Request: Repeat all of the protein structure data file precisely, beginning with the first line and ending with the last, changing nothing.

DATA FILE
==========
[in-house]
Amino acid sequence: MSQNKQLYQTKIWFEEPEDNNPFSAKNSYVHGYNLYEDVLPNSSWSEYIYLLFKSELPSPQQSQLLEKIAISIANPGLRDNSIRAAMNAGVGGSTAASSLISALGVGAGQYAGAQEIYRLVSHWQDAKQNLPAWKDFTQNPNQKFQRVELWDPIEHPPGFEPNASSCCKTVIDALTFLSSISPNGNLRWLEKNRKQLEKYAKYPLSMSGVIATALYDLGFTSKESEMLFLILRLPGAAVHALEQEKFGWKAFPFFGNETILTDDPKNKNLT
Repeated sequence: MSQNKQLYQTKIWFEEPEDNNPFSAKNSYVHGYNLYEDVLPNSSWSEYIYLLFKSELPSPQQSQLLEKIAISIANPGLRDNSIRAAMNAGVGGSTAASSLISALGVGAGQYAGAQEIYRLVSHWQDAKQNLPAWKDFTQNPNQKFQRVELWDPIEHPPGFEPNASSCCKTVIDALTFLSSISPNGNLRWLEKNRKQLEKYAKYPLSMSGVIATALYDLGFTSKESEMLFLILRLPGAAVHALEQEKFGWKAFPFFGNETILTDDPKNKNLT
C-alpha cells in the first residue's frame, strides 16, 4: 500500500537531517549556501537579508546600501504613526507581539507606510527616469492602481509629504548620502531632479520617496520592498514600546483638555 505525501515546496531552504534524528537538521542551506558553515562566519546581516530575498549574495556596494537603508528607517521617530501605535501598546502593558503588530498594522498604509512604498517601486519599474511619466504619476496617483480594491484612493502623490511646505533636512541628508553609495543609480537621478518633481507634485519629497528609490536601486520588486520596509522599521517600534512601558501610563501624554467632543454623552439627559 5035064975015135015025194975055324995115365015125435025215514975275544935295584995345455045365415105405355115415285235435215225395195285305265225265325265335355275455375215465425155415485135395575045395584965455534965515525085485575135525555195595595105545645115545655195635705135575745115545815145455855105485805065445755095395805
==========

[in-house]
Amino acid sequence: MSQNKQLYQTKIWFEEPEDNNPFSAKNSYVHGYNLYEDVLPNSSWSEYIYLLFKSELPSPQQSQLLEKIAISIANPGLRDNSIRAAMNAGVGGSTAASSLISALGVGAGQYAGAQEIYRLVSHWQDAKQNLPAWKDFTQNPNQKFQRVELWDPIEHPPGFEPNASSCCKTVIDALTFLSSISPNGNLRWLEKNRKQLEKYAKYPLSMSGVIATALYDLGFTSKESEMLFLILRLPGAAVHALEQEKFGWKAFPFFGNETILTDDPKNKNLT
Repeated sequence: MSQNKQLYQTKIWFEEPEDNNPFSAKNSYVHGYNLYEDVLPNSSWSEYIYLLFKSELPSPQQSQLLEKIAISIANPGLRDNSIRAAMNAGVGGSTAASSLISALGVGAGQYAGAQEIYRLVSHWQDAKQNLPAWKDFTQNPNQKFQRVELWDPIEHPPGFEPNASSCCKTVIDALTFLSSISPNGNLRWLEKNRKQLEKYAKYPLSMSGVIATALYDLGFTSKESEMLFLILRLPGAAVHALEQEKFGWKAFPFFGNETILTDDPKNKNLT
C-alpha cells in the first residue's frame, strides 16, 4: 500500500537531517549556501537579508546600501504613526507581539507606510527616469492602481509629504548620502531632479520617496520592498514600546483638555 505525501515546496531552504534524528537538521542551506558553515562566519546581516530575498549574495556596494537603508528607517521617530501605535501598546502593558503588530498594522498604509512604498517601486519599474511619466504619476496617483480594491484612493502623490511646505533636512541628508553609495543609480537621478518633481507634485519629497528609490536601486520588486520596509522599521517600534512601558501610563501624554467632543454623552439627559 5035064975015135015025194975055324995115365015125435025215514975275544935295584995345455045365415105405355115415285235435215225395195285305265225265325265335355275455375215465425155415485135395575045395584965455534965515525085485575135525555195595595105545645115545655195635705135575745115545815145455855105485805065445755095395805